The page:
It might be easy to forget, given the crisis enveloping the world at the moment, that the United States is scheduled to hold a very important election in November. But with projections that the Covid-19 crisis isn’t going away any time soon, what will this mean for voters’ access to the polls, and the very legitimacy of the election? These are important questions, and journalists play a critical role in answering them.
Many have risen admirably to the task. For instance, the Center for Public Integrity, in partnership with Time (3/23/20), spoke with voting rights experts to lay out the possibilities and pitfalls of different responses. The primary action being floated is a bill, introduced by Democratic senators Ron Wyden and Amy Klobuchar, that would require no-excuse vote-by-mail options and 20 days of early in-person voting in every state, as well as offering federal funding for the implementation of those measures.
But as voting rights experts told CPI reporter Carrie Levine, the changes have to be implemented thoughtfully to avoid disenfranchisement. Mail-in ballots from communities of color, for example, have historically been rejected at higher rates, and language, ability and even poor access to reliable mail service (as on Native American reservations, for instance) can be a barrier for many.
As Politico (3/17/20) and the New York Times (3/19/20), among others, also reported, election officials warn these steps have to be jumped on immediately in order to have any chance of being ready to roll out for November 3, and to work out all the potential security and disenfranchisement risks. The media must push these concerns front and center if there’s any hope of pulling off a successful election.
Editorially, some are speaking out. The New York Times (3/21/20) and Washington Post (3/18/20) editorial boards used their platform to urge passage of Wyden and Klobuchar’s bill. The Times (3/12/20) gave column space to Dale Ho of the ACLU to make the case as well, while the Post (3/16/20) did so for Wyden and Klobuchar. Times columnist David Leonhardt (3/18/20) urged congressional Democrats to engage in “bare-knuckle politics” to ensure it happens: “Refuse to pass any big stimulus bill unless it includes provisions to ensure that the country can hold a presidential election this fall.”
But not all outlets appear equally concerned. Some simply aren’t discussing it: A FAIR search of ABC, CBS and NBC transcripts turned up no on-air discussions of the impact of the crisis on the November elections.
Others have been quick to play down worries. Take The Hill, where the headline over a column by Blake Kaufmann (3/22/20) reassured: “Have No Fear, the General Election Will Move Forward.” The column itself, while warning that “There is a lot to concern us about the ways [Donald Trump] could abuse executive power in the months ahead in order support his re-election efforts,” concludes that, considering clear constitutional protections,
Americans should have absolute confidence that regardless of Trump’s rhetorical and procedural shenanigans (and no doubt there will be plenty), the November elections will proceed as scheduled.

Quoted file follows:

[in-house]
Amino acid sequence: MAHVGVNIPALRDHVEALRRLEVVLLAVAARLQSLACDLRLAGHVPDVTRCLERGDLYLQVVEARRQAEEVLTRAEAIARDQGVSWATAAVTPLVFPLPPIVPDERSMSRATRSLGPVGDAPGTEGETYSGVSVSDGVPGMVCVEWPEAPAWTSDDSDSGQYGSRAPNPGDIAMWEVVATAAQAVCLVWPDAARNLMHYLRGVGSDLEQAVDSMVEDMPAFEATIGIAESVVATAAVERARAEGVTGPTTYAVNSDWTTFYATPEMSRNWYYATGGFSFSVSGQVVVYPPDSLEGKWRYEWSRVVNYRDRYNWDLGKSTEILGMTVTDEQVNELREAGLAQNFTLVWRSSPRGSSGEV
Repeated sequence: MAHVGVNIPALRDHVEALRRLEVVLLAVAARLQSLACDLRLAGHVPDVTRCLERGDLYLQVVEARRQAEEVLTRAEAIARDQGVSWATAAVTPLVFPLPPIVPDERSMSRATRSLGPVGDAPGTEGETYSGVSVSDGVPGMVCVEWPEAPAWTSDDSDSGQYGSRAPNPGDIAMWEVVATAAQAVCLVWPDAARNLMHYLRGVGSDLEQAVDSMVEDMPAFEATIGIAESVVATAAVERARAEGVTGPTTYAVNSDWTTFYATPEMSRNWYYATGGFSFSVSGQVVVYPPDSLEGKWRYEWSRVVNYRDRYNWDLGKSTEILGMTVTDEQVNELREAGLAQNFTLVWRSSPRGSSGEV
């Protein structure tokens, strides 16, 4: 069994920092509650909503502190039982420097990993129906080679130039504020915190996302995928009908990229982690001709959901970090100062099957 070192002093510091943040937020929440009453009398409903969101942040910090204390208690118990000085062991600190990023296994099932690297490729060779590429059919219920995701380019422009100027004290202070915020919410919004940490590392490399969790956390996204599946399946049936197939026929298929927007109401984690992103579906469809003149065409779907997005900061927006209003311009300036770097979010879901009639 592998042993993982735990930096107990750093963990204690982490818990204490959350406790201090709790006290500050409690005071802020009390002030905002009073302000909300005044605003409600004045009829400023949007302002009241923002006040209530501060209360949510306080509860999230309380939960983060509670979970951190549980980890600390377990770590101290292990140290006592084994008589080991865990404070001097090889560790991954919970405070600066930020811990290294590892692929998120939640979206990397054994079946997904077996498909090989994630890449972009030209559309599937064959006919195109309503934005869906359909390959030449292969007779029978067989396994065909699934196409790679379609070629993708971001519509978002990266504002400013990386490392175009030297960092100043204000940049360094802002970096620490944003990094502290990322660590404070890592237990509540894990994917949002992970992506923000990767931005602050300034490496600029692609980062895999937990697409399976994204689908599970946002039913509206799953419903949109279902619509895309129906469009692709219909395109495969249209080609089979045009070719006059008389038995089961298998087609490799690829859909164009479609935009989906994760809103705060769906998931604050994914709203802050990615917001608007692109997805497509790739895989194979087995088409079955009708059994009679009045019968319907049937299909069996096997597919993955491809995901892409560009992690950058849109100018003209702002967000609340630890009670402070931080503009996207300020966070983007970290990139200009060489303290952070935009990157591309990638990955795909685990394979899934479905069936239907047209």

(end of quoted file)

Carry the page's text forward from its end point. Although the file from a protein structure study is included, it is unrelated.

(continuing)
CNN‘s Chris Cillizza (3/18/20) notes that Ohio Gov. Mike DeWine halted primary voting despite being told by the state’s supreme court that he couldn’t. But that couldn’t happen in America, apparently.
Or see CNN.com (3/18/20), where Chris Cillizza argued under the headline “No, Donald Trump Can’t Cancel the 2020 General Election” that such an idea should be put
in a bin with all of the other conspiracy theories kicking around the internet regarding the reverberations and impacts from coronavirus. Facts matter. And the facts make clear this ain’t happening.
While it’s important to dispel myths around the ability of the president to simply cancel elections, it’s just as important to warn of the very real dangers to the 2020 election.
Even if such legislation is passed—still a big if—what about the legitimacy of the election? As New York‘s Ed Kilgore pointed out (3/16/20), since mail-in ballots take longer to count, a days- or even weeks-long delay in finalizing the general election results—particularly in the context of such new methods of voting—could leave the vote vulnerable to accusations of illegitimacy:
Is there any remote chance Donald J. Trump would fail to fire off tweets every 15 minutes alleging without a shred of evidence that the godless socialistic Democrat Party was stealing the election with millions of illegal votes from homicidal Mexicans? It’s a real concern.
If the results are close (and even if they’re not), what’s to stop Trump from refusing to accept the outcome? Observers mapped out ways Trump and the GOP could contest the election even well before the Covid-19 crisis struck (e.g., Washington Monthly, 4-6/19); with the uncertainty caused by imperfectly implemented new voting methods, Trump will find himself with an incredibly useful justification for challenging a loss, and the country could find itself in a constitutional crisis—or worse.
For all of these reasons, ensuring accessible and secure elections in November are of the utmost importance. No respectable reporter or pundit should be downplaying threats to the elections. And all media outlets should be covering this crucial story consistently and prominently from now until election day—from the push for federal legislation to the process of implementation in each state.